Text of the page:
Within a few years of using prostate-specific antigen (PSA) tests, we saw an amazing shift: By the mid-1990s, most men newly diagnosed with prostate cancer were curable. Since then, studies have shown that while PSA screening reduces a man’s likelihood of dying from prostate cancer, it does not reduce overall mortality. The problem has been with how we use PSA tests.
Men can carry BRCA1/2 mutations too, and they increase a man’s risk for developing prostate cancer, melanoma, pancreatic and testicular cancer — as well as breast cancer (though very rare in men).
It also impacts their daughters’ genetic outlook because fathers pass down the BRCA genetic mutation in the same way as mothers do.
A Cleveland Clinic survey finds that American males don’t mention health issues–or take steps to prevent them–like they should.
Talking about sports or work is a breeze for guys. But most men keep their health worries private. Learn why you should confide in your doctor when you first notice symptoms.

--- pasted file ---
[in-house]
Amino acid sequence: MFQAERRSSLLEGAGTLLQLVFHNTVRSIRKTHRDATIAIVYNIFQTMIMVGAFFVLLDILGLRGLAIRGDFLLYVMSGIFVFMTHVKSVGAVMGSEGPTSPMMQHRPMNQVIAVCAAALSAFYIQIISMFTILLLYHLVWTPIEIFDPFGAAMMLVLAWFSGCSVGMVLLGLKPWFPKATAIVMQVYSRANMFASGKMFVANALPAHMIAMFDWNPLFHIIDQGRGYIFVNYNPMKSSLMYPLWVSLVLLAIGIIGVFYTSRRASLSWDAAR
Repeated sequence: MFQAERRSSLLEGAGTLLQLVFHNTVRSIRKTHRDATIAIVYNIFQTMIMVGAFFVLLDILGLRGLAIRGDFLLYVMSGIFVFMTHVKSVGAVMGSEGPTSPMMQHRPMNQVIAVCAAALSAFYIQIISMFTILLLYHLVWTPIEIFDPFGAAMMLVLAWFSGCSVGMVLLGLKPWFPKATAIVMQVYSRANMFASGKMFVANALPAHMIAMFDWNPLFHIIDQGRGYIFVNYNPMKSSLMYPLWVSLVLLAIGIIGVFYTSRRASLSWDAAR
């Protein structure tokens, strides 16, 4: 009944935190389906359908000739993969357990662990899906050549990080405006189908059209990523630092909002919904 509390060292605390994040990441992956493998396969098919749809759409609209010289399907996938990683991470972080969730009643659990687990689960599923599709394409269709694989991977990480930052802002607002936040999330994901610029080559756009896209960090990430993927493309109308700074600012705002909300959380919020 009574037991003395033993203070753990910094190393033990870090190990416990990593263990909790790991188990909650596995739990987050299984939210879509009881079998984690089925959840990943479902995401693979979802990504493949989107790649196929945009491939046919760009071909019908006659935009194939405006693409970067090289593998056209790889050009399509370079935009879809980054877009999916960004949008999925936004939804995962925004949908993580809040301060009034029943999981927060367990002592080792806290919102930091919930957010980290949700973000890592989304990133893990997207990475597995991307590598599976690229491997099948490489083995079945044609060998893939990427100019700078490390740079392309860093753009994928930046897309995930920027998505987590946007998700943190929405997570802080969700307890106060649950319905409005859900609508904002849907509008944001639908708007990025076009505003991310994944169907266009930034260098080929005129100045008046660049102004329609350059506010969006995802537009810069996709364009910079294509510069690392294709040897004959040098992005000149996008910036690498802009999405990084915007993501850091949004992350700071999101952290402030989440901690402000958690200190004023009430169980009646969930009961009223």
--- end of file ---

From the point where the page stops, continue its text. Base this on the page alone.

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We think we’re invulnerable when we’re young, but when we reach our late 30s, health concerns start cropping up. Major health concerns vary by age. Find out what steps you can take to prevent them.
Do you put off seeing a doctor for regular checkups or to discuss a health concern? Find out two symptoms men should not ignore. Early detection is often key to treatment.
If you’re an African-American or Hispanic man, you face a higher risk of diseases — from prostate cancer to heart disease to Alzheimer’s — than others. Don’t take your health for granted.
Many experts, citing the latest research, believe some foods can impact prostate cancer growth. Learn about how eating certain foods and avoiding others can lower your risk.
About one in seven men will be diagnosed with prostate cancer at some point in their lives. But there is good news: Eating the right foods can help.
Nutrient-rich autumn fruits and veggies fill the produce section this time of year. If you’re looking for something different, try a pomegranate.